Despite Mayor Bill de Blasio’s announcement last year that the NYPD would no longer oversee the enforcement of street vendors, many vendors say they have experienced an uptick in interactions with the police and other city agencies since the beginning of this month.
The city resumed issuing $1,000 fines for unpermitted food vending and $250 fines for vending unlicensed merchandise.
“The continued crackdown on vendors who are simply trying to make a living and provide for their families is just one example of the over-policing that Black, Brown and immigrant communities are forced to endure all the time,” said Theodore Moore, senior director of policy at The New York Immigration Committee.
“Instead of city agencies fining vendors, who because of the pandemic are already struggling, the city should be cutting the NYPD’s bloated budget and use those funds to help vendors and small businesses,” he added.
Policarpo Cortes, 68, has been a street vendor for nearly 50 years, selling chicharrons in Sunset Park since he was a young man. He lives in Coney Island and the profession was handed down to him by his father but maintaining that legacy has become a challenge and a headache.
His goods have been seized numerous times by the NYPD, and he can recall one month where he received three $1,000 fines for lacking a valid permit.
Not only do these fines target people who often lack the resources to recover financially, but Cortes feels the city’s current practices are dehumanizing to immigrant entrepreneurs.
He has seen his chicharrons thrown into garbage cans, and even at times when he had a permit with the city, instances where he forgot it at home resulted in his inventory being seized and discarded by police.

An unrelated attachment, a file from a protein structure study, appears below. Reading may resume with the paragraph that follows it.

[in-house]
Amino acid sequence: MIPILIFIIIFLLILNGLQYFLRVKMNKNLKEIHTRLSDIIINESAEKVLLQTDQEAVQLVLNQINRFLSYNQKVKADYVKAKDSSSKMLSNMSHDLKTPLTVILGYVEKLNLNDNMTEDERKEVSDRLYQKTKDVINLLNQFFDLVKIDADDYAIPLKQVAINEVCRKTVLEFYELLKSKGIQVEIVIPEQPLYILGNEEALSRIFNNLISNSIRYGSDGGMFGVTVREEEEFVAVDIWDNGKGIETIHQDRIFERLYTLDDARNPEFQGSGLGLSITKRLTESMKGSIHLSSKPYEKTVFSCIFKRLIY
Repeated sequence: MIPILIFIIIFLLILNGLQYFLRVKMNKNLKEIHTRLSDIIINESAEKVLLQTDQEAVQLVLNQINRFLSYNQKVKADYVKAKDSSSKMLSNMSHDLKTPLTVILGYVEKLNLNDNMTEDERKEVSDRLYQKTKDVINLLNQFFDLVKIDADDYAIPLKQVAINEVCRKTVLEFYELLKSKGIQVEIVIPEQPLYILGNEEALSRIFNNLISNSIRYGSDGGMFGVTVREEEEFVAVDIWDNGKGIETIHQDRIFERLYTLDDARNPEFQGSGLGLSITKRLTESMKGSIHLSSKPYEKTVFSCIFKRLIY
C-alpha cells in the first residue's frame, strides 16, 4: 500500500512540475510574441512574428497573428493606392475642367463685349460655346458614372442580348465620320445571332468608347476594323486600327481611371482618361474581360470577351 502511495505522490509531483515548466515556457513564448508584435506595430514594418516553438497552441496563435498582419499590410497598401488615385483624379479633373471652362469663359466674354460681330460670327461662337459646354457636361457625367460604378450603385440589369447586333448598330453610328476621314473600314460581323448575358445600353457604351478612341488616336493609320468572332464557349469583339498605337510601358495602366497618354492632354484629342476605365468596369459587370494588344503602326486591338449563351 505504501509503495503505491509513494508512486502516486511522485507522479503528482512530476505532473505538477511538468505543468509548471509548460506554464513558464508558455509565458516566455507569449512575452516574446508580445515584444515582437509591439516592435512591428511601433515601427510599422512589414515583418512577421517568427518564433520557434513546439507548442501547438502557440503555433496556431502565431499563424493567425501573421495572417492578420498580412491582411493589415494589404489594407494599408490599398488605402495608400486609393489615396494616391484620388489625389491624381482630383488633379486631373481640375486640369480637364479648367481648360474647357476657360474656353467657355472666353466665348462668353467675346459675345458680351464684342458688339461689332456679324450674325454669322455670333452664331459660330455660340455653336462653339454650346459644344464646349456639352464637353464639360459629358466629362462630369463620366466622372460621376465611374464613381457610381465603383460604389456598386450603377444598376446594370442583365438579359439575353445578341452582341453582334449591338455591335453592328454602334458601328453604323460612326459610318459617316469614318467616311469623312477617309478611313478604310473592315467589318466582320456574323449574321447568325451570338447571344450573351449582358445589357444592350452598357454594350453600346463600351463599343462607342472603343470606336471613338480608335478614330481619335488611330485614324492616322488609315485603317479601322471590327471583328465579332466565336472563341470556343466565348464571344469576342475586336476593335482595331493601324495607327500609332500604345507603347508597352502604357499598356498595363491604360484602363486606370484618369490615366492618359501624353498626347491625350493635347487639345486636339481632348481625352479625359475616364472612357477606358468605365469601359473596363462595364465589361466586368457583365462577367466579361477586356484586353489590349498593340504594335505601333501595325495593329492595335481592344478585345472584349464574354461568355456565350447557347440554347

The protest was organized by The Street Vendor Project and attended by many members of New Immigrant Community Empowerment.
NICE is a community organization based in Jackson Heights that has organized with immigrant workers and day laborers for the past 21 years, mostly in industries like construction, cleaning and healthcare.
However, during the pandemic many of their members lost their jobs and were forced to turn to street vending in order to survive.
“When the city fines a street vendor $1,000, it puts people in a really vulnerable position because they’ve already lost their job and don’t have the money,” said Sara Feldman, director of Worker’s Rights at NICE. “It creates this cycle of economic immobility that’s paralyzing immigrant communities.”
During the protest vendors took turns talking about the supportive role they play in local commerce, from attracting business to parts of the city like Corona Plaza that aren’t frequented by tourists to keeping dimly lit streets safe at night with their presence.
Some street vendors even talked about how they assisted people in their community that were facing food insecurity during the height of the pandemic and offered meals to the unhoused.
“We can uplift all immigrants by supporting street vendors, lifting the cap on permits and ending the fines,” said Councilman Jimmy Van Bramer.
“Street vending is as old as New York City, and what we’re asking for from the mayor and from the governor is for us to stop criminalizing street vending,” added State Senator Jessica Ramos said. “Everyone who wants to do honest work should be able to do so without fear.”
All photos by André Beganski.